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Core teachings

Name: Ma Vinitakari & Phyu Wah
Advanced Studies of Vinaya
The core teachings of the Buddhism and teaching methods of the Buddha
The core teachings of the Buddhism and teaching methods of the Buddha
The core teachings of the Buddhism are also called Dhamma. The word Dhamma has
several meanings, such as ‘fundamental elements’, ‘reality’ and ‘universal law’. The core
teachings of the Buddhism lie the Noble Eightfold Paths, the Four Noble Truths, non-self,
dependent origination, action(Kama) and the Nature of rebirth.
The Noble Eightfold Path enables us to overcome our “I”, feel greater harmony with the
world around us and eventually eliminate the pain we often experience. In this path, the Wheel,
symbol of Dhamma, is presented with eight rays depicting the following eight principles: right
view, right thought, right speech, right action, right livelihood, right effort, right mindfulness and
right concentration.
Right View is the first and most important step on the path because we must first understand
the truth of the Four Noble Truths in order to begin our journey. Secondly, right thought follows
immediately. In other words, it suggests that we see things as they are and not as we would like
them to be. Right Speech, Action and Livelihood include moral barriers that prevent lying,
stealing, committing violent acts, and making a living in a way that harms others. These moral
barriers not only help to achieve general social harmony, but also help us to control and eliminate
our sense of “I”. Right Effort is important, because the “I” thrives on in action and the wrong
effort. The last two steps of the path are the Right Mindfulness and the Right Concentration. These
two stages represent the path towards liberation from pain. Being awake and aware at all times, is
fundamental to a good life. This can be achieved in many ways, but in the West the formal practice
is called “meditation” and is the way to achieve Right Awareness and Concentration.
This common core of all Buddhist schools, monasteries and nunneries, is formed by the
four Noble Truths (cattāri ariyasaccāni) and dependent origination (paṭiccasamuppāda). The four
Noble Truths are: the truth of the unsatisfactoriness (dukkha sacca), the truth of the cause of the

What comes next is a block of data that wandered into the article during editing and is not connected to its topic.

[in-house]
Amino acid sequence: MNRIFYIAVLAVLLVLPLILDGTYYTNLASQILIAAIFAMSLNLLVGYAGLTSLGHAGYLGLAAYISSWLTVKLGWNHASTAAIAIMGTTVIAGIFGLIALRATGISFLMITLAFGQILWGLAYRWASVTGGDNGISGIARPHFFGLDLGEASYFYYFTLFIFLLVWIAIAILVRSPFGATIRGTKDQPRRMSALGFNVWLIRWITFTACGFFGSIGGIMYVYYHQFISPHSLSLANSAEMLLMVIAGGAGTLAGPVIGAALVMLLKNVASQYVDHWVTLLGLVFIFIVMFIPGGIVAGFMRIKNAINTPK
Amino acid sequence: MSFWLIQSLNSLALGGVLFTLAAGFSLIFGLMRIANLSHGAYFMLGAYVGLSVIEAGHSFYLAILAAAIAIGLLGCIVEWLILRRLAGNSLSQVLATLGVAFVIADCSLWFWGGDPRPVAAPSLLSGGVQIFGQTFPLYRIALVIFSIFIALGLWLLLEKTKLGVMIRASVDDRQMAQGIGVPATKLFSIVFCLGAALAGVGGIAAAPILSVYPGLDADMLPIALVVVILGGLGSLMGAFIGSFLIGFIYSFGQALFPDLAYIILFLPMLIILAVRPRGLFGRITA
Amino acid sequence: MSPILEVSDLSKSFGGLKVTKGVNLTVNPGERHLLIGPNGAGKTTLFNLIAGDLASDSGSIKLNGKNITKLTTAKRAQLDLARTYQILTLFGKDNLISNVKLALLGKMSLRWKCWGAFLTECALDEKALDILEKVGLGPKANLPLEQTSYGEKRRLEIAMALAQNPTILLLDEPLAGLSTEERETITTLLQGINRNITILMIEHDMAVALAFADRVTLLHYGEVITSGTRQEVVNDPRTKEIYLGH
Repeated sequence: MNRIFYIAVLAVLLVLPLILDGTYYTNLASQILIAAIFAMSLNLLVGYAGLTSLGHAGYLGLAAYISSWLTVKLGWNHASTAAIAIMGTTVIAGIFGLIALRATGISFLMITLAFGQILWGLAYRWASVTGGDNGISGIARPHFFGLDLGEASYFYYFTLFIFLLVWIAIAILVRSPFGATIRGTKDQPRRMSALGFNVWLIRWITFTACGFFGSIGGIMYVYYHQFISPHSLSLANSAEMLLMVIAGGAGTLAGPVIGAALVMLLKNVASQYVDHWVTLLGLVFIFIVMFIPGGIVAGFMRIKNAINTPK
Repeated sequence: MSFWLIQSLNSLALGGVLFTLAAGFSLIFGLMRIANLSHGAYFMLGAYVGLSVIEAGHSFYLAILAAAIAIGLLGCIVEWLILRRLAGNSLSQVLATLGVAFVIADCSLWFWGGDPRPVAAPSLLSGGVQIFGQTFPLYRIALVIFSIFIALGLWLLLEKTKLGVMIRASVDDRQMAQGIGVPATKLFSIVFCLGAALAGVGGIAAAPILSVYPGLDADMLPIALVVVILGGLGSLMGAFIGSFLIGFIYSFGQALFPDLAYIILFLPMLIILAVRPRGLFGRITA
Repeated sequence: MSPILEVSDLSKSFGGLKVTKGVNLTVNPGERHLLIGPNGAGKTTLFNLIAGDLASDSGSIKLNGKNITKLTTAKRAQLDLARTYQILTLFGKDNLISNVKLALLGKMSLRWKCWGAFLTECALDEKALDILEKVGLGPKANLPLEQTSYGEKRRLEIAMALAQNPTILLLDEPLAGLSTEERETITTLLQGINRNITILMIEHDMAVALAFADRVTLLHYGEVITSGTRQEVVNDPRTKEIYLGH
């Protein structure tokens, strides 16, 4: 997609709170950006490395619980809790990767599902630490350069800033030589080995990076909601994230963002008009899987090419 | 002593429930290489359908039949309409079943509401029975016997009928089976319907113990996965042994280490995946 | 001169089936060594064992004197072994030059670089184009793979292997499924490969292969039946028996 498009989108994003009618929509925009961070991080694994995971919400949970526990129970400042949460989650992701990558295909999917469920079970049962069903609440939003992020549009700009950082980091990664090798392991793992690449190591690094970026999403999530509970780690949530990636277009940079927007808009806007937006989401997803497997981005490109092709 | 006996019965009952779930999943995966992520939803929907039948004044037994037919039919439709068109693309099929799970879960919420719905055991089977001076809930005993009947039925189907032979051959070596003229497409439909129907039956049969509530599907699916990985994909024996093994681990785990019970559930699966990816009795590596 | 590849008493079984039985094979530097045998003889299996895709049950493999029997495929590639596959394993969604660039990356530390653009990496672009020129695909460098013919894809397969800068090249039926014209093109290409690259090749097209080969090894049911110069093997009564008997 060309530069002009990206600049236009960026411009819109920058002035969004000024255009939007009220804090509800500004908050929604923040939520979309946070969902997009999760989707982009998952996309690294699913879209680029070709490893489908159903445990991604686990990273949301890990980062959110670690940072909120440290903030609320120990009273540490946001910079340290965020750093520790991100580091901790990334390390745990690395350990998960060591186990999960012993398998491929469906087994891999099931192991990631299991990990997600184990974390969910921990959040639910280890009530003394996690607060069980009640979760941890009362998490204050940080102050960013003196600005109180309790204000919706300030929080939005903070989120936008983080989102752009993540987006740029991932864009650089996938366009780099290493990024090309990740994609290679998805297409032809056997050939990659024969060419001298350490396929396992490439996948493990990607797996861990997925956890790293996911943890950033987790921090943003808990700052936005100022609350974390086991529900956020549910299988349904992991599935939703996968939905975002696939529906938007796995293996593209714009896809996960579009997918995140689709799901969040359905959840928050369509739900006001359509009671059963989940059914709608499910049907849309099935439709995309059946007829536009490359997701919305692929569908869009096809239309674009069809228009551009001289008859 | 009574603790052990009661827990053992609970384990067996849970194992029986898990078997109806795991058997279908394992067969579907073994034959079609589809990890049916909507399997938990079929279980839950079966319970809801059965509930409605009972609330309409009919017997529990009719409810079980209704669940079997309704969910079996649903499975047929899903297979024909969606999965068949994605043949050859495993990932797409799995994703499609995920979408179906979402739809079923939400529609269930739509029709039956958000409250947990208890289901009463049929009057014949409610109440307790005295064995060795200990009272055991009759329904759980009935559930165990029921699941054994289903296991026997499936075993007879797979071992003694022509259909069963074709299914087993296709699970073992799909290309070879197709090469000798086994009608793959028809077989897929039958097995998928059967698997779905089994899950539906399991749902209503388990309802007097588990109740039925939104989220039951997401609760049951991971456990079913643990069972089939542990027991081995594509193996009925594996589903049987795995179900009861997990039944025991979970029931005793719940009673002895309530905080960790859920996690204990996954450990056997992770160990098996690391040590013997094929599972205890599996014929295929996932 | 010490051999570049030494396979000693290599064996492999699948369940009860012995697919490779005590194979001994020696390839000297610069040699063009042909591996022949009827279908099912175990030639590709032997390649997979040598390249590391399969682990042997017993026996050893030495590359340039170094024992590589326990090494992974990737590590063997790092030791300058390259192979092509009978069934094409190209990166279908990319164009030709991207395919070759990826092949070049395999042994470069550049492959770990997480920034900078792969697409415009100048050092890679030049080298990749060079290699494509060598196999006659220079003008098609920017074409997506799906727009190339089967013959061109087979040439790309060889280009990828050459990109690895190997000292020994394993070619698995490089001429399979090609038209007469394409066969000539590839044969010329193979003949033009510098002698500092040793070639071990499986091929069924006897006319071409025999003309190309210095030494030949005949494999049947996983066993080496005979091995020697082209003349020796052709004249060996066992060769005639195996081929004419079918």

unsatisfactoriness (dukkha-samudāya sacca), the truth of the cessation the unsatisfactoriness
(dukkha-nirodha sacca) and the truth of the way leading to the cessation of unsatisfactoriness
(dukkha-nirodha-gamini-paṭipadā sacca).
The last and most misunderstood of the three characteristics is no-self which means anatta,
not-self, egolessness and emptiness which was one of the Buddha’s tools for putting an end to
clinging. Even though he neither affirmed nor denied the existence of a self, he did talk of the
process by which the mind creates many senses of self.
Kamma is a Pali term that literally means "action" or "doing". In the Buddhist tradition,
kamma refers to action driven by intention which leads to future consequences. Those intentions
are considered to be the determining factor in the kind of rebirth in samsara, the cycle of rebirth.
Rebirth in Buddhism refers to the teaching that the actions of a person lead to a new
existence after death, in an endless cycle called saṃsāra. This cycle is considered to be dukkha,
unsatisfactory and painful. The cycle stops only by insight and the extinguishing of craving.
There are lots and lots of teaching methods of the Buddha. They are:
1. Student-Centered Method,
2. Lecture Method,
3. Discussion Method,
4. Pratical Method,
5. Problem Solving Method and
6. The Remedial Teaching Method.
The purpose of the teaching of the Buddha is to create a viable society with social
relationships and to make changes in the attitude of the followers towards oneself and others. The
Buddha has mentioned that a successful lecture should be good at three places: beginning, middle
and end. After the lecture, the students/ Dhamma listeners receive five kinds of benefits:
1. hear what has not been heard,
2. the heard is refreshed,
3. doubts are dispelled,
4. the view is rectified and
5. the mind becomes pleased.
The Buddha has put problem solving method into practice more effectively in the Four
Noble Truth presented to the world and formed or built up.
For the Venerable Purigattatissa who was greatly suffering from a disease of rash, the
Buddha preached the doctrine to him for the realization of the truth after having treated him
properly by washing his wounds and when he got the relief from this pain. For the poor farmer
who was hungry, firstly he was given food and was preached the doctrine, having found solutions
to the physical weakness or disabilities. Later, the doctrine for the super-mundane life has been
preached for the realization of the deliverance of for the benefit of super-mundane life. The method
the Buddha used is Remedial Teaching Method.
Moreover, the Buddha used Practical Method in the story of Kisāgotamī whose son passed
away and who was out of her mind. The Buddha asked her to find sesame seeds from the house
where no one or no family member passed away before. But she could not find because there is no
house where no body died.
Furthermore, Lecture Method was used when teaching thirty brothers of Bhaddhavaggī
who were looking for a stolen lady taken away their jewels. The Buddha was just asking which
finding is better: finding a lady and finding themselves.
In conclusion, the core teachings of the Buddhist and teaching methods of the Buddha play
important roles.